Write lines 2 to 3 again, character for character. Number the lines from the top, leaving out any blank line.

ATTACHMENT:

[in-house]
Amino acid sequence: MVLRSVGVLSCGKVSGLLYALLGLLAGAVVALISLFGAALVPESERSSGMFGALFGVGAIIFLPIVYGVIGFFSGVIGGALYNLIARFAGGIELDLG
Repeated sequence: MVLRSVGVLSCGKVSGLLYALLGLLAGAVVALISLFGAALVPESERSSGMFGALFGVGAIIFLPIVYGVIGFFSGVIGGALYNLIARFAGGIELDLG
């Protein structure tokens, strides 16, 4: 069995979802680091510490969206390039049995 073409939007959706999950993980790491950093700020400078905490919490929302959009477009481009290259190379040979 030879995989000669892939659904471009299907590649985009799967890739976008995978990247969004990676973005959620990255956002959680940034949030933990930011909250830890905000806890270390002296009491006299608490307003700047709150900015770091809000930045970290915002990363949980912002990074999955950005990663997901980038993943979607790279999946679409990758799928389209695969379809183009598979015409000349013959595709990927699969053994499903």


Amino acid sequence: MVLRSVGVLSCGKVSGLLYALLGLLAGAVVALISLFGAALVPESERSSGMFGALFGVGAIIFLPIVYGVIGFFSGVIGGALYNLIARFAGGIELDLG
Repeated sequence: MVLRSVGVLSCGKVSGLLYALLGLLAGAVVALISLFGAALVPESERSSGMFGALFGVGAIIFLPIVYGVIGFFSGVIGGALYNLIARFAGGIELDLG